Bookseller One Grand Books has asked celebrities to name the ten titles they’d take to a desert island, and they’ve shared the results with Vulture. Below is comedian Julio Torres’s list.
There was a lot of art books and atlases in my home when I grew up. This monograph of outstanding visual arts of the 20th century is very broad, but I remember it being an endless abyss of different little worlds. A painting does something that a children’s book doesn’t — it’s not a full story with a lesson, it’s whatever you want it to be. It doesn’t have a beginning, middle, and an end — it’s infinite.
I was never really much of an avid poetry reader, but for whatever reason Olds really connected with me. I remember reading these poems as a teenager and thinking, “Oh, she’s so fucking cool — this is a poem about the Pope’s penis.” For someone in a very conservative Catholic country, that felt so punk.
My editor suggested this while we were editing my comedy special — it’s an illustrated children’s book made for adults that follows the journey of a dot and a line. Also, it’s very short.
Reading this feels like going down a rapid, the way it flows. It’s so freed of expectations in a way that makes it very refreshing. It’s almost like jazz, full of nooks and crannies, sort of unpredictable but beautiful. There’s a fellow comedian, Jaqueline Novak, whose work I really like, and watching her perform a set I think, “Oh, she’s kind of the Clarice Lispector of the comedy scene.”
I’m currently working through this, one story at a time. A friend who works in publishing introduced me to Monterroso’s writing because I have often called some of my work fables, and Monterroso’s short stories feel like that, also. But they are also very unsettling, with a Kafak-esque sheen to them, like black little pearls that are beautiful but scare you.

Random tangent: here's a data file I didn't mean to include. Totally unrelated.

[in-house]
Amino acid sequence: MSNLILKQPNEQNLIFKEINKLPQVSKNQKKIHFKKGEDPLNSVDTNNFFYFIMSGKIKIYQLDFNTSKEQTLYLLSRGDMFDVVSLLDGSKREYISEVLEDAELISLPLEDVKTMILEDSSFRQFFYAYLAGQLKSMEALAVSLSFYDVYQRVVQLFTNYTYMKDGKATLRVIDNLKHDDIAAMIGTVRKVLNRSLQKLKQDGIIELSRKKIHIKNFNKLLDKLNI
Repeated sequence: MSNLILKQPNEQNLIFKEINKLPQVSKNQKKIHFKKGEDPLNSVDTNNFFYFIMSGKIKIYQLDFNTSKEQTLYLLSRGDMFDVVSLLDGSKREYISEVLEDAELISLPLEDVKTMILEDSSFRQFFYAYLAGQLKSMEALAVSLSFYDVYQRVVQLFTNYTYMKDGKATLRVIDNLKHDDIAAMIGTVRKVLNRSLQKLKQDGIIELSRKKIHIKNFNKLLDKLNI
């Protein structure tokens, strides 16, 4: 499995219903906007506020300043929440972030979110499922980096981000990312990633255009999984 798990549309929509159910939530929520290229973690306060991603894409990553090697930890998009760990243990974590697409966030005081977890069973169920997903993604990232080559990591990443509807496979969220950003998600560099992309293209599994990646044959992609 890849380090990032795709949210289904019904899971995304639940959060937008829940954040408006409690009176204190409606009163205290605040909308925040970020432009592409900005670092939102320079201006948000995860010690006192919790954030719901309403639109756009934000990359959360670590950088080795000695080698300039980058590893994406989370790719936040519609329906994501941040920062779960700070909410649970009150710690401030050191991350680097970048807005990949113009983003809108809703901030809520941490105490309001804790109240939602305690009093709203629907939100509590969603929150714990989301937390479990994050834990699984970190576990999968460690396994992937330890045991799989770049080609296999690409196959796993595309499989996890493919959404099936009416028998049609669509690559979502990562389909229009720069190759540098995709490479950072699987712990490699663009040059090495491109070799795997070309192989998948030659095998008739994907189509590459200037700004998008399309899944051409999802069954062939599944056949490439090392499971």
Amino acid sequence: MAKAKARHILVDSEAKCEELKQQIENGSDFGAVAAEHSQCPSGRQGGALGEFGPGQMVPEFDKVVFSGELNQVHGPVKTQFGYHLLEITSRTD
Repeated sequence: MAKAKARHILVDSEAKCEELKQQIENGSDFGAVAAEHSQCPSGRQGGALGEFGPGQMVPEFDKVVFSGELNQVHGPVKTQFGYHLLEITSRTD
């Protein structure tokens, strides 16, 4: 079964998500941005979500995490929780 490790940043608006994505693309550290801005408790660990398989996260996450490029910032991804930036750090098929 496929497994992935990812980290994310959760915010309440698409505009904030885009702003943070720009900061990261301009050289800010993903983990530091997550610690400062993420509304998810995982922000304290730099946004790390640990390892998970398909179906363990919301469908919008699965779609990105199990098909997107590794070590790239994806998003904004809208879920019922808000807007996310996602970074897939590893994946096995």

Nick Kroll, the comedian, asked if I had read this — it’s a children’s book and it’s very lovely. For some reason water and mermaids is something I keep writing about, and this book touches on the same themes.
There’s a whole wave of Latin American fiction that I didn’t encounter until later in life. In high school one reads grand narratives like Don Quixote, and Garcia Marquez was the closest to contemporary we got. This felt like watching the movie Ghost World; there’s something very exciting and fun about the quotidian in it.
At one point, I was transcribing Shattuck’s journals — I don’t know what happened with that, but as a result I feel connected to this book, which explores early 20th-century Paris through the artists of the time, in a strangely personal way. Also, it’s about a writer looking at art, which is what I was doing with the The Art Book, so there’s a thread of what I like about it in the artist’s perception of art — just curating, showing, explaining, unpacking, translating from abstraction.
This is a curious little book I picked up while I was working at the Neuegalerie in New York, a very formative period in my life. It was published in the early 1900s and chronicles the author’s attempt at making a perpetual motion machine. Part musings, part diary entries, it’s a trial-and-error novella about the author attempting to devise a perpetual motion machine and how that obsession illuminates the problems in his real life. It’s a story that’s riddled with failure, but stubbornly optimistic in a way I can relate to.
As someone who has been an assistant, I really connected with the protagonist, a young man working as an assistant to an inventor. There is also something lovely and dreamy and seductive about it. I went in thinking it was going to be tense and bureaucratic in some way, but there was something eerily relaxing about it.